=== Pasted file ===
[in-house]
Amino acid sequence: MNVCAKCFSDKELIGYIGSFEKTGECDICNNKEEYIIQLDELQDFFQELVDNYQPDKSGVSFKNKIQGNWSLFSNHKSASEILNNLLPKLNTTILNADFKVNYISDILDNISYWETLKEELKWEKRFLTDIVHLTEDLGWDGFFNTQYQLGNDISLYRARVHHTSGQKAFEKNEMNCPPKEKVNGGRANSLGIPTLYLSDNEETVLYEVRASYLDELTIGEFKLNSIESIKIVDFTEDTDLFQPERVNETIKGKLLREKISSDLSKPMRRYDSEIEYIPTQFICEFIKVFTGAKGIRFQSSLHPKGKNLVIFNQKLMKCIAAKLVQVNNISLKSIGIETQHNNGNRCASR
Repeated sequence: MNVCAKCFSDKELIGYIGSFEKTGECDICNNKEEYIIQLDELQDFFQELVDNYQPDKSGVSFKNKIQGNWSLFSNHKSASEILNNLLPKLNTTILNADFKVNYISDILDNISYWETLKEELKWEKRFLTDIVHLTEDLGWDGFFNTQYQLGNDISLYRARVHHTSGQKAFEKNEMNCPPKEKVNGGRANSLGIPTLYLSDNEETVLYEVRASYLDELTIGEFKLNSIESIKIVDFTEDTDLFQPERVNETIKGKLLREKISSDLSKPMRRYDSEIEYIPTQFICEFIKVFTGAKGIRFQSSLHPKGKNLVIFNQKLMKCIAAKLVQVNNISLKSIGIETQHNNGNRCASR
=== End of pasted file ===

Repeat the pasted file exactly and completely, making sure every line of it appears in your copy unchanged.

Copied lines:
[in-house]
Amino acid sequence: MNVCAKCFSDKELIGYIGSFEKTGECDICNNKEEYIIQLDELQDFFQELVDNYQPDKSGVSFKNKIQGNWSLFSNHKSASEILNNLLPKLNTTILNADFKVNYISDILDNISYWETLKEELKWEKRFLTDIVHLTEDLGWDGFFNTQYQLGNDISLYRARVHHTSGQKAFEKNEMNCPPKEKVNGGRANSLGIPTLYLSDNEETVLYEVRASYLDELTIGEFKLNSIESIKIVDFTEDTDLFQPERVNETIKGKLLREKISSDLSKPMRRYDSEIEYIPTQFICEFIKVFTGAKGIRFQSSLHPKGKNLVIFNQKLMKCIAAKLVQVNNISLKSIGIETQHNNGNRCASR
Repeated sequence: MNVCAKCFSDKELIGYIGSFEKTGECDICNNKEEYIIQLDELQDFFQELVDNYQPDKSGVSFKNKIQGNWSLFSNHKSASEILNNLLPKLNTTILNADFKVNYISDILDNISYWETLKEELKWEKRFLTDIVHLTEDLGWDGFFNTQYQLGNDISLYRARVHHTSGQKAFEKNEMNCPPKEKVNGGRANSLGIPTLYLSDNEETVLYEVRASYLDELTIGEFKLNSIESIKIVDFTEDTDLFQPERVNETIKGKLLREKISSDLSKPMRRYDSEIEYIPTQFICEFIKVFTGAKGIRFQSSLHPKGKNLVIFNQKLMKCIAAKLVQVNNISLKSIGIETQHNNGNRCASR